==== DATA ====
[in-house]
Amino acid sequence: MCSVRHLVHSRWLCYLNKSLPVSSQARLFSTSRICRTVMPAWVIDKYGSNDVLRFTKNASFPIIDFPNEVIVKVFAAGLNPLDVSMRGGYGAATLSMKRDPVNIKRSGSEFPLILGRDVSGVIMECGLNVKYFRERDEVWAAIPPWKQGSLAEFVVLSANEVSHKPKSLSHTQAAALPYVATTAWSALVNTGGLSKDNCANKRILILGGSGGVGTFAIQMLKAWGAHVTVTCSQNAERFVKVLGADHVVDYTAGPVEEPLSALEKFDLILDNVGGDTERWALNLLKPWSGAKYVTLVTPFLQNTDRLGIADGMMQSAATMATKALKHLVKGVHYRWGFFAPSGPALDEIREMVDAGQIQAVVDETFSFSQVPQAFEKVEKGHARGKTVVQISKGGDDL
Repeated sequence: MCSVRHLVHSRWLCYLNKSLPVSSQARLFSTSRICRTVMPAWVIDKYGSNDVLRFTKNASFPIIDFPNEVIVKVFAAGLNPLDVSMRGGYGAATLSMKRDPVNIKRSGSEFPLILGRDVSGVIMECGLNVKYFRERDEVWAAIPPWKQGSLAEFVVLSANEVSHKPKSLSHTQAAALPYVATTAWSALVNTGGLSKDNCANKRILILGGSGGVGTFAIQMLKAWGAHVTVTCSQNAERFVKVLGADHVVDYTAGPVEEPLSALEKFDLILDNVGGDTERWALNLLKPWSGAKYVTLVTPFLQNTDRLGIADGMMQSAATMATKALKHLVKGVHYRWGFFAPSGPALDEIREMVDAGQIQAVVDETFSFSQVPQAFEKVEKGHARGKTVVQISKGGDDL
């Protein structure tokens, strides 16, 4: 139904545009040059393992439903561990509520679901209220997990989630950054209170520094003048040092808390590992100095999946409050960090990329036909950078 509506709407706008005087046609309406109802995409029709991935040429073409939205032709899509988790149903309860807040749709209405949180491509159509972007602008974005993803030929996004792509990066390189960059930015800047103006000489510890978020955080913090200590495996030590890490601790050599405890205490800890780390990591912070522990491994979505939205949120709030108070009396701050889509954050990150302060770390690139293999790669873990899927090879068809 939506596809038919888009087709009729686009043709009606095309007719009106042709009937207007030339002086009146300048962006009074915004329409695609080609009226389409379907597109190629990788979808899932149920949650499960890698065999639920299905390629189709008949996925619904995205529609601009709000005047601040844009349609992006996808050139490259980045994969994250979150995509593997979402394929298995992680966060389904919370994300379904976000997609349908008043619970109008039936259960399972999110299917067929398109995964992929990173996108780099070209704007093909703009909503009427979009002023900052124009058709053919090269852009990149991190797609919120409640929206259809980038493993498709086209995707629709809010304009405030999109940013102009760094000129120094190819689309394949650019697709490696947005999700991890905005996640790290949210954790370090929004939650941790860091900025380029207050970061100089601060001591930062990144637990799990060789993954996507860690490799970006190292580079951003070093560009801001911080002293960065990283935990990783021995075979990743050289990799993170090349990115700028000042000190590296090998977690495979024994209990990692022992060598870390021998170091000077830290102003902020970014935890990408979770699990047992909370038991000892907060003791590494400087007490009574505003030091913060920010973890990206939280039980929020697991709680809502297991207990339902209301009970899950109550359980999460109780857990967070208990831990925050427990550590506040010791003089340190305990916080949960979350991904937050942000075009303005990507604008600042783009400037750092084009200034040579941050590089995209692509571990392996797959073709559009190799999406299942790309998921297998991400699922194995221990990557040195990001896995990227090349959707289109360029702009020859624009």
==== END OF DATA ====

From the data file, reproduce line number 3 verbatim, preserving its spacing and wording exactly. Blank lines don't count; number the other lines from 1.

Repeated sequence: MCSVRHLVHSRWLCYLNKSLPVSSQARLFSTSRICRTVMPAWVIDKYGSNDVLRFTKNASFPIIDFPNEVIVKVFAAGLNPLDVSMRGGYGAATLSMKRDPVNIKRSGSEFPLILGRDVSGVIMECGLNVKYFRERDEVWAAIPPWKQGSLAEFVVLSANEVSHKPKSLSHTQAAALPYVATTAWSALVNTGGLSKDNCANKRILILGGSGGVGTFAIQMLKAWGAHVTVTCSQNAERFVKVLGADHVVDYTAGPVEEPLSALEKFDLILDNVGGDTERWALNLLKPWSGAKYVTLVTPFLQNTDRLGIADGMMQSAATMATKALKHLVKGVHYRWGFFAPSGPALDEIREMVDAGQIQAVVDETFSFSQVPQAFEKVEKGHARGKTVVQISKGGDDL